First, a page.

Understand the material
Before we can figure out why acrylic does what it does, we have to understand what acrylic is. Acrylic acid, also known as PMMA, is short for poly (methyl) -methacrylate, a plastic derived from refined petroleum and oxygen. It's not the same as polycarbonate, which is pretty hard to work with and is (at least for game mods) shoddy.
Acrylic acid is a material that is often compared to glass for obvious reasons. It is about half the density of glass (and therefore much lighter), and can convert about 98 percent of visible light through it. It will not pass through wavelengths smaller than 300nm, thus blocking harmful UV rays in the first place - but it can be treated to further prevent waves between 300 and 400nm (near UV). Due to its index of refraction, it can reflect off all surfaces (naturally about 4%), so some prism effects may occur. This reflection property can be adjusted by roughening the surface (similar to transparency).
Scratch more easily than glass, and break abnormally. Instead, when hit, it breaks into larger pieces by breaking apart. Although it is much more durable than glass, it can't withstand the intense pressure of the glass surface - so it can withstand some bumps and scrapes, but don't expect it to withstand sledgehammers. However, not all acrylics are created equal, so the type of acrylics you buy later has a lot to do with the durability of your acrylics.
Acrylic acid can be manufactured in two ways:
Extrusion, polymerization, melting (about 250 degrees Celsius), pouring into the die head and air cooling; Or,
Battery castings, simultaneously polymerized and molded in a mold.
The difference between the two products is like day and night - because of the way they are made, the strength is much weaker when pressed and it is prone to shattering or cracking. This is because as the material is pushed through the die head, the polymer chain stretches and orients itself in one direction. But since all it takes is a big furnace, a molding mold and some space, extruded acrylic is very cheap.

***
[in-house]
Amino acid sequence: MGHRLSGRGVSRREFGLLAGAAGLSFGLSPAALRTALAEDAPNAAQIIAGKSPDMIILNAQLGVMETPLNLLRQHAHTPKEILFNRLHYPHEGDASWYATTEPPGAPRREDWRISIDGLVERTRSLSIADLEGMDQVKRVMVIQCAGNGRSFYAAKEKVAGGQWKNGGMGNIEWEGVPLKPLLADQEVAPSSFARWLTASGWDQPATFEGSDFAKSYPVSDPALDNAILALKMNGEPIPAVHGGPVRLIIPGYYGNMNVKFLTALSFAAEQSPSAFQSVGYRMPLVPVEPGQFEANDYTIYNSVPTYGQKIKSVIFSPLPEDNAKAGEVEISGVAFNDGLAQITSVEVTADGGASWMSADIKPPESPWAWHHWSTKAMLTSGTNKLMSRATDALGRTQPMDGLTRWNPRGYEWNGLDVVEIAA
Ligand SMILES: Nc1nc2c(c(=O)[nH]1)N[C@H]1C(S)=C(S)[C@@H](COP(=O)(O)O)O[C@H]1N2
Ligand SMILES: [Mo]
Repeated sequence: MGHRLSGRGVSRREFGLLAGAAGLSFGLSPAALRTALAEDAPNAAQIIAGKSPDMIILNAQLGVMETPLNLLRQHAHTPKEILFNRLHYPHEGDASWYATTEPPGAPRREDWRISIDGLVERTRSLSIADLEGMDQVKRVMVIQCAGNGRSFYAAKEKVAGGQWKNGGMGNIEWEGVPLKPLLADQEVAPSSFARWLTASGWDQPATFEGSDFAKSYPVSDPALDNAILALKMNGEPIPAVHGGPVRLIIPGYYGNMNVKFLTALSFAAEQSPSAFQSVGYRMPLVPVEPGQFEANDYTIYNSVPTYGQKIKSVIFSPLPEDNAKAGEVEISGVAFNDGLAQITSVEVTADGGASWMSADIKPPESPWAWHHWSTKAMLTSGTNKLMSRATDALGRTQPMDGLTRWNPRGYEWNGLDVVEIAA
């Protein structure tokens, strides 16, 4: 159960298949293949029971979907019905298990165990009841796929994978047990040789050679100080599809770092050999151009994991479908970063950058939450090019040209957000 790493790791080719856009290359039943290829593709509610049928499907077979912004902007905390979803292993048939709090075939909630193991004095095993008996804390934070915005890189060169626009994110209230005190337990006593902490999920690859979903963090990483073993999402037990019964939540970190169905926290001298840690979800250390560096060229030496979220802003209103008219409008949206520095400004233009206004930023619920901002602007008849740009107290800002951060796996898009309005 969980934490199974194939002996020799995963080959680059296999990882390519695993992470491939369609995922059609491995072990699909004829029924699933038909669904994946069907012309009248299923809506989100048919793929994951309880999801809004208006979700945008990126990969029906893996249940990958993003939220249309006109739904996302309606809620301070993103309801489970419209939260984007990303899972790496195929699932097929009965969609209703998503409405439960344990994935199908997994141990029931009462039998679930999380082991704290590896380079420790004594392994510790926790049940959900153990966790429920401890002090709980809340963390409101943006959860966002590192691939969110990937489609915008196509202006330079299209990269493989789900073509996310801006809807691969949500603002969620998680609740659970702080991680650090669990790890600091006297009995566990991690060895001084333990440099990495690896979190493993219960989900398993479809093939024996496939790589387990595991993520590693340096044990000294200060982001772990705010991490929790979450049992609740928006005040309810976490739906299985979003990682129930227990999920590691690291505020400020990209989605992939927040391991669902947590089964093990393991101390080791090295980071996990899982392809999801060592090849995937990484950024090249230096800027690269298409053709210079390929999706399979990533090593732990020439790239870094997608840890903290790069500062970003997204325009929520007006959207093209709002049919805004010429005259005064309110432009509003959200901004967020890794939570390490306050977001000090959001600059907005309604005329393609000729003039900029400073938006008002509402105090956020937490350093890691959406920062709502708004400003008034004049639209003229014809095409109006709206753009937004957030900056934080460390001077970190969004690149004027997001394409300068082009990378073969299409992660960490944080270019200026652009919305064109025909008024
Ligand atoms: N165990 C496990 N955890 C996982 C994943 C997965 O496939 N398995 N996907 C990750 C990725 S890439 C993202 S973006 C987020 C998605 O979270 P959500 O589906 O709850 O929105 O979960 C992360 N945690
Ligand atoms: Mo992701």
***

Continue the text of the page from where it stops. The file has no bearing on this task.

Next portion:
Battery casting, on the other hand, requires a mold made for each piece. These molds must withstand the chemical properties that form the polymer, and the final acrylic acid must remain in them until it cools. This means many molds and a slower end product, making the casting cost of the castings much higher. However, because the "lattice" of the polymer occurs naturally in its final shape, the lattice casting is more durable, scratch-resistant and crack/shatter resistant.
All in all, if you're going to cut or sculpt cells in any serious way, it's worth every penny. If all you need is a flat piece of stuff, squeezing might solve the problem in a pinch -- but don't say I didn't warn you!
Why use it?
Knowing what acrylic is, it is easy to see why we would use it as an ideal case building and decorative material. It's softer than metal, and the Anti-static Plastic Sheet is anti-static, so it's safer and easier to use. It is more difficult to break than glass and will not shatter if broken, so it will cause almost no damage when placed in place. And it's lighter than glass while still being transparent, which makes a big difference.
Better yet, due to its nature, it can be easily milled, cut and machined using ordinary woodworking tools, unlike glass or metal. True iridescent color, translucent and reflective make it easy to add to any mod. There's even pearlescent material!